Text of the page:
“Instead of railing against their radicalism, it is best to bring out this type of radicalism,” he wrote. They decided upon “posing the most ridiculous criminal scenario we could think of and seeing if they would comply — which they did without hesitation.”
In a statement over the weekend, Bertha Lewis, the chief organizer for Acorn, said the bogus prostitute and pimp had spent months visiting numerous Acorn offices, including those in San Diego, Los Angeles, Miami and Philadelphia, before getting the responses they were looking for.
“I cannot and I will not defend the actions of the workers depicted in the video, who have since been terminated,” Ms. Lewis wrote. But she defended the group’s overall record and said it had become “the boogeyman for the right wing and its echo chambers.”
Robert L. Borosage, co-director of the liberal Campaign for America’s Future, called the tactics used to go after Mr. Jones and Acorn “McCarthyite,” and said the critics were harping on minor failings and distorting records that over all were admirable. “This is dangerous stuff,” Mr. Borosage said. “I don’t think progressives will sit back and let this gain momentum.”
Mike Gonzalez, vice president for communications at the conservative Heritage Foundation, said the episodes simply reflected a Web-based democratization of investigative reporting, made necessary in part by the failures of the mainstream news media. “It should have been ‘60 Minutes’ doing this stuff — not two people whose combined ages are 45,” Mr. Gonzalez said.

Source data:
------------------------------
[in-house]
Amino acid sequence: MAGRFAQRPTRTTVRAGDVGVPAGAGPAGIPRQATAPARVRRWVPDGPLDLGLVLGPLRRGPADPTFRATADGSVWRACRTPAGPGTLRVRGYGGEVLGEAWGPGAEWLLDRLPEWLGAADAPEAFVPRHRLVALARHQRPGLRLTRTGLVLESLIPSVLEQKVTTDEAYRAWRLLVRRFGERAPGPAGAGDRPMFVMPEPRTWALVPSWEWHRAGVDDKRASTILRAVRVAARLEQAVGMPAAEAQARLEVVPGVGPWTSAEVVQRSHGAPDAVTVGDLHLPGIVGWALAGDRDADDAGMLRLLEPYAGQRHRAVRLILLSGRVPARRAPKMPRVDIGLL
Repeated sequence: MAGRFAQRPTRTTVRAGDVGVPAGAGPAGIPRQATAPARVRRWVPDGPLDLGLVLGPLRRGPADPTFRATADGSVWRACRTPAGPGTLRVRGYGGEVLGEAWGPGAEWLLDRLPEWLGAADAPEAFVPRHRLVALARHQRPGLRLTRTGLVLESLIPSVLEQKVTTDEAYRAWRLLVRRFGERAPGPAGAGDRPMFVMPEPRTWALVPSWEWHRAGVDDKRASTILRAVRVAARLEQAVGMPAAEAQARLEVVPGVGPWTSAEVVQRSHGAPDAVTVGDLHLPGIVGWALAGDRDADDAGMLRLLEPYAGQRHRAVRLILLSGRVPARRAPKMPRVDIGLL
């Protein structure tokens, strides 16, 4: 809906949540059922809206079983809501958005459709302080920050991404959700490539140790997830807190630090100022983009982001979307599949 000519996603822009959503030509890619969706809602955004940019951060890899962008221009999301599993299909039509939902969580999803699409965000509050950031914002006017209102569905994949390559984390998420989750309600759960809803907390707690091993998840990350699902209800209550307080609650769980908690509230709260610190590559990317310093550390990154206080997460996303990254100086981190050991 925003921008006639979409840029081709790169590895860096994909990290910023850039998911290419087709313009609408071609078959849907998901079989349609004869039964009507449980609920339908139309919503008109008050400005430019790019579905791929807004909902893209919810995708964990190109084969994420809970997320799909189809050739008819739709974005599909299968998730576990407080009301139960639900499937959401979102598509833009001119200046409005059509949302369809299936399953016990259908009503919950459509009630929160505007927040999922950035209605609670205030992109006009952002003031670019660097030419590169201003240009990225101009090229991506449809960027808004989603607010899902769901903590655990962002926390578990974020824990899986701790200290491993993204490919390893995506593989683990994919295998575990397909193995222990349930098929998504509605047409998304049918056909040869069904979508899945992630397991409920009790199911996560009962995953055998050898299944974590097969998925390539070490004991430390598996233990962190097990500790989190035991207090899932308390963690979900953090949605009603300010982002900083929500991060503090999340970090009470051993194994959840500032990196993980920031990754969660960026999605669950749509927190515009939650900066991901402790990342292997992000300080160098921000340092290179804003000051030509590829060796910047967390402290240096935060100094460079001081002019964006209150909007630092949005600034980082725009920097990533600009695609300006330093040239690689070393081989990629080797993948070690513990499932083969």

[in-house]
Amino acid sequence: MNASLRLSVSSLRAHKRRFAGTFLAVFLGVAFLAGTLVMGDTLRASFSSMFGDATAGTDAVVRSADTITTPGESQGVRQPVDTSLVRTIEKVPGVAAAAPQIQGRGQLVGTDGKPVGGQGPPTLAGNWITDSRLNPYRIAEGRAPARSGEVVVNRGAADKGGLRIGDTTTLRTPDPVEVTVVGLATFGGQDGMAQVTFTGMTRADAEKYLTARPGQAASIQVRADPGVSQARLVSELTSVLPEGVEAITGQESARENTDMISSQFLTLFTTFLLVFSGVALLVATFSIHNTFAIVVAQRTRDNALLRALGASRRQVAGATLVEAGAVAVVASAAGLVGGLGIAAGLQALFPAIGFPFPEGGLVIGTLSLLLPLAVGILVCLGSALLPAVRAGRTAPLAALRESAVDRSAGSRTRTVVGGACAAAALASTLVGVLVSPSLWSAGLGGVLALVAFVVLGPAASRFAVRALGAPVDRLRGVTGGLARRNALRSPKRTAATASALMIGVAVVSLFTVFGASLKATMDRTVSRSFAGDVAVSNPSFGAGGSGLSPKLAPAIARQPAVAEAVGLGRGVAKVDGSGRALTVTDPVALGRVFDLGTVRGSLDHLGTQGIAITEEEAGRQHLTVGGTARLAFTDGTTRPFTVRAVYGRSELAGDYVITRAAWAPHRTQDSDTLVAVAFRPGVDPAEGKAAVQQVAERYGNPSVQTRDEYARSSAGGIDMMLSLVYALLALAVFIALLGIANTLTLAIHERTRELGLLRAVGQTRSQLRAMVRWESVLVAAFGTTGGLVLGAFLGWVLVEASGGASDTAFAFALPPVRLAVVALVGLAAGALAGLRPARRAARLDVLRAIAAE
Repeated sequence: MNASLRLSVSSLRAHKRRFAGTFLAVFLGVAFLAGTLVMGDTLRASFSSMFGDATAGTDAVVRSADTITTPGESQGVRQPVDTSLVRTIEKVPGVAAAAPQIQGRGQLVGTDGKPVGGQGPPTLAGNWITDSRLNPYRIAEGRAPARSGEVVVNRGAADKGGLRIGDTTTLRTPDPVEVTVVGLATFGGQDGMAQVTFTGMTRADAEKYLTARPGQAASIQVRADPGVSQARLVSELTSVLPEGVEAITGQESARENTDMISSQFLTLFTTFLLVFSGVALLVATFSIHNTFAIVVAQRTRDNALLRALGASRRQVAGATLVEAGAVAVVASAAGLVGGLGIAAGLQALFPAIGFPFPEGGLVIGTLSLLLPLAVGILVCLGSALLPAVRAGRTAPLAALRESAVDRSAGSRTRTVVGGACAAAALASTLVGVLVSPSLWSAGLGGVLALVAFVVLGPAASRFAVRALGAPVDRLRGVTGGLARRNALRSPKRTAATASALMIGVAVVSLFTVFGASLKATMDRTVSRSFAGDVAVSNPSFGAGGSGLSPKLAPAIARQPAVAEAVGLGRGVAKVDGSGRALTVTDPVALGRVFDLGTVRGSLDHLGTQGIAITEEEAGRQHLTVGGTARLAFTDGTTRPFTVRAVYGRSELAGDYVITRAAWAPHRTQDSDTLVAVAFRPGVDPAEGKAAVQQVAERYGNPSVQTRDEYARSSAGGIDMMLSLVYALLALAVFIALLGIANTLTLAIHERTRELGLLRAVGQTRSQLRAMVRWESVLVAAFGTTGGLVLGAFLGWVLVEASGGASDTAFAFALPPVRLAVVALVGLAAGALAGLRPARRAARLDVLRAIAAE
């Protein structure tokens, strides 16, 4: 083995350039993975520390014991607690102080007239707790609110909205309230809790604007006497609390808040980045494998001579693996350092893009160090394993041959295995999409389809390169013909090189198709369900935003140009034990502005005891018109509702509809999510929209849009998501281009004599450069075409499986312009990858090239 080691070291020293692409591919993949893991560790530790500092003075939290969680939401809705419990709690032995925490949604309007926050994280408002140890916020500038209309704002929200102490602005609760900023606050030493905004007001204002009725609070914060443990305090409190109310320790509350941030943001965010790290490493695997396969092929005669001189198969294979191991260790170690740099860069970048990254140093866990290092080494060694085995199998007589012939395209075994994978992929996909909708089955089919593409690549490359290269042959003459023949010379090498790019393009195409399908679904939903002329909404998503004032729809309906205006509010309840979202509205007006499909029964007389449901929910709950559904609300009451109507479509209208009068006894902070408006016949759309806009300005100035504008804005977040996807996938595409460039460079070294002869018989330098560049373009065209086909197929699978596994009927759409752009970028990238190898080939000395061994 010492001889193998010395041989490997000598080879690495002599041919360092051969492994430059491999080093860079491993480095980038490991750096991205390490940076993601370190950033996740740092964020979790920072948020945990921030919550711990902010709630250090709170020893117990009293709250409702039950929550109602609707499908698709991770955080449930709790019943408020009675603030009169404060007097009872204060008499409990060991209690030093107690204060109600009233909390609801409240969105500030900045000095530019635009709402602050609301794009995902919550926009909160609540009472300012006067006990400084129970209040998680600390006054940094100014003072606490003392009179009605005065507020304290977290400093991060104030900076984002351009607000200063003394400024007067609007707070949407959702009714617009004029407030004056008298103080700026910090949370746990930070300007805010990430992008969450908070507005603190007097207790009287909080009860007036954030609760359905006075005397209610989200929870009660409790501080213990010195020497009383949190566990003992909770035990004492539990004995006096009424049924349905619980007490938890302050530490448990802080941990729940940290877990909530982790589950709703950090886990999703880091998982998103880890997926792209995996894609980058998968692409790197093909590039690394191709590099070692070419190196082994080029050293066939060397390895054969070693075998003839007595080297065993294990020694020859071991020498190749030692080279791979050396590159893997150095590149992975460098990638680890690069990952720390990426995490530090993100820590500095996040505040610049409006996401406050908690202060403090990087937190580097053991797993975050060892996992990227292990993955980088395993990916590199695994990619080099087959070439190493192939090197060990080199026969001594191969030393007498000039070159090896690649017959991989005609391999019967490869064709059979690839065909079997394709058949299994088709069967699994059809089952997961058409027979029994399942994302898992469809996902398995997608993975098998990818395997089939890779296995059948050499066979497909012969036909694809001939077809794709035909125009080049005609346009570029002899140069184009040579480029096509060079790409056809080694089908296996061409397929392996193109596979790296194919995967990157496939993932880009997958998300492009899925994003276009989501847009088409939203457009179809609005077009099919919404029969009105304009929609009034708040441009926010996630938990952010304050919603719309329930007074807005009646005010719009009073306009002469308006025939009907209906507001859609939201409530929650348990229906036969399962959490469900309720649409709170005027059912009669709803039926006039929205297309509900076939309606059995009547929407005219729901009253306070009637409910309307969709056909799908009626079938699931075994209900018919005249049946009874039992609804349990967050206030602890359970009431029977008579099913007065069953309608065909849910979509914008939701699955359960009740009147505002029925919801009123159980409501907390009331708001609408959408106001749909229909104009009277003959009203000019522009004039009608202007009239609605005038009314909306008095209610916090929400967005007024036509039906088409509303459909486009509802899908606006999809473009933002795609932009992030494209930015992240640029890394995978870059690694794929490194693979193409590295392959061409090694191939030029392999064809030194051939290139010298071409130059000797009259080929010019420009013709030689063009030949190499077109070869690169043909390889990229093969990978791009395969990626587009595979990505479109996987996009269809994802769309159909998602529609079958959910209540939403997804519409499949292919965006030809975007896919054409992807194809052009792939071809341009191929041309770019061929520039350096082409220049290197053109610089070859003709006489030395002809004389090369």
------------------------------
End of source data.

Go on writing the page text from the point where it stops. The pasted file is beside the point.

Acorn describes itself as the nation’s largest grass-roots community organizing group, claiming 400,000 low- and moderate-income families as members. Founded in Arkansas in 1970, it has worked in recent years for higher minimum wages, more affordable housing and increased voter registration.
It was Acorn’s election activities that drew opponents’ attention last year, including registration cards filled out by Acorn workers in the name of Mickey Mouse and other imaginary voters. Republicans highlighted the fact that the Obama campaign had paid more than $800,000 to an Acorn affiliate for get-out-the-vote efforts.